Wednesday, February 3, 2016

To Yield or not to Yield?

Formula manufacturers need to keep a keen eye on the yields they experience by formula. It is easy to be lulled into sleep by average yields and not realize a potential for significant profits or significant losses.

If a company typically experiences a high yield when measuring raw material input vs finished goods output it is hard to see that certain products may be achieving far less than standard. These differences can be masked by total production averages - total usage vs total production.

Identifying yields by formula over time provides the following benefits:
  • Efficient use of R&D - allows a an R&D department to focus on those few formulas that experience an lower than normal yield on a regular basis
  • Reduce Inventory - permits the reduction in finished goods inventory by reducing the likelihood of finished good shortages because the scheduler is not being caught off guard by not achieving expected results - many companies hold excess finished goods inventory to buffer from these variations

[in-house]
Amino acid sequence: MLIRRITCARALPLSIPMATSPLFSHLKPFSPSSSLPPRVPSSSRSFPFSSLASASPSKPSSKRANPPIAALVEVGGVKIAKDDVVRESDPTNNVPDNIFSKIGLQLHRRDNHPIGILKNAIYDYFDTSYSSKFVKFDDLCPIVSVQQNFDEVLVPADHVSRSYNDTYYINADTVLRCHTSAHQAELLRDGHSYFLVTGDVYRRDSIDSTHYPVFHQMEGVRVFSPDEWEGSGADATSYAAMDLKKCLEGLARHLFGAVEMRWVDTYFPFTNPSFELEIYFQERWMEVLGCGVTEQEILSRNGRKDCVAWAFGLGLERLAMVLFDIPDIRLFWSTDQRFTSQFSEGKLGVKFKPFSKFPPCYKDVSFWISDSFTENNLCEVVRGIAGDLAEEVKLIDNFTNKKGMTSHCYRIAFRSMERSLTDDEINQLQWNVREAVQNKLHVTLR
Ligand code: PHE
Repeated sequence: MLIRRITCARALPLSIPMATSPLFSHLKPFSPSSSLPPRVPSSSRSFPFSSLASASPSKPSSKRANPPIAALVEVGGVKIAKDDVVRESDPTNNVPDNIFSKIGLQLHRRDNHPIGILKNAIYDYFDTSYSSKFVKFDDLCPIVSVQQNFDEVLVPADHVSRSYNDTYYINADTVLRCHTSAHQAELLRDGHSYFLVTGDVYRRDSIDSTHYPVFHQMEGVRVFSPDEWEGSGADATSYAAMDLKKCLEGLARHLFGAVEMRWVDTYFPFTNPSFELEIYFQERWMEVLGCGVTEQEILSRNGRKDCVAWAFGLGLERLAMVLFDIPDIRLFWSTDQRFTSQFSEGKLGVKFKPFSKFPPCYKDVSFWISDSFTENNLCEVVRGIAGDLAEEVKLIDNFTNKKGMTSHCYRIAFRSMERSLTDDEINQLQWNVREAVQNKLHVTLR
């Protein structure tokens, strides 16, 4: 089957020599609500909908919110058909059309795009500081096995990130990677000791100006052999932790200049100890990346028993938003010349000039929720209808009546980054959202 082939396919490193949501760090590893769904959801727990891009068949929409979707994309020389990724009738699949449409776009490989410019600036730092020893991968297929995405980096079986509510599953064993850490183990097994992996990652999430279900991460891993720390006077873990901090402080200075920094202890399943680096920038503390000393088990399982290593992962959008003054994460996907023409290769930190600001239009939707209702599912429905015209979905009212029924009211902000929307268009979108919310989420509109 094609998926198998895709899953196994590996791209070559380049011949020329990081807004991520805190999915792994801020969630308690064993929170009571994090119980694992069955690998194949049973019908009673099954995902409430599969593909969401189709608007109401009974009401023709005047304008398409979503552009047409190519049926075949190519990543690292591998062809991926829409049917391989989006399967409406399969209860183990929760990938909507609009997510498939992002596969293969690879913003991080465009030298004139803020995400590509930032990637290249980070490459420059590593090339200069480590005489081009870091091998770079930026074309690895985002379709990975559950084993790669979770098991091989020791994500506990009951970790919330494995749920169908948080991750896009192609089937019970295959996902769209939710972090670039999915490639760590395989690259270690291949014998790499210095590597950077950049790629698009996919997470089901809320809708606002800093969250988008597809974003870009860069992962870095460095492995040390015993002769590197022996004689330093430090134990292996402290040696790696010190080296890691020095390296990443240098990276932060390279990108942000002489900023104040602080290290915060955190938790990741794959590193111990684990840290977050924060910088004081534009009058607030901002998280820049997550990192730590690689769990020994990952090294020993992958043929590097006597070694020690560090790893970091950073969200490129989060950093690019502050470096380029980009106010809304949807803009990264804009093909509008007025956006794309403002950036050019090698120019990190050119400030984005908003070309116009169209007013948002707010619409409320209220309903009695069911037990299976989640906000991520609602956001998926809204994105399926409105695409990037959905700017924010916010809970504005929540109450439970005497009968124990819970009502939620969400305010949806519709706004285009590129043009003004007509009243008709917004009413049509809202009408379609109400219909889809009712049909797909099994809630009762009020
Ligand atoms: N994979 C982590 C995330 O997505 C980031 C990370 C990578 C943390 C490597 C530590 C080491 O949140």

• Improve Costing Accuracy - provides accurate costing data to calculate finished goods selling prices - if a formula yield drops from 90% to 80% that has the effect of reducing the selling price up to 10%
The address this issue a formula manufacturer should routinely compare actual production yield (raw material input vs finished goods produced) at a batch level. If the company is running a manual batch management system this can be done on a sample basis.

Newer manufacturing systems can notify specified users when any formula experiences a lower than anticipated yield. This allows immediate action to be taken if necessary.

In summary, potential profits are easily masked by neglecting to observe yields at a formula level. By relying on total production yield calculations the details are lost in the averages.

Take a look today at some of your highest moving formulas. Is the yield what you expect? Could the yield be better? The time spent may have a dramatic impact on your bottom line.

Editor’s Note: This post was originally published in November 2011 and has been updated for freshness, accuracy, and comprehensiveness.
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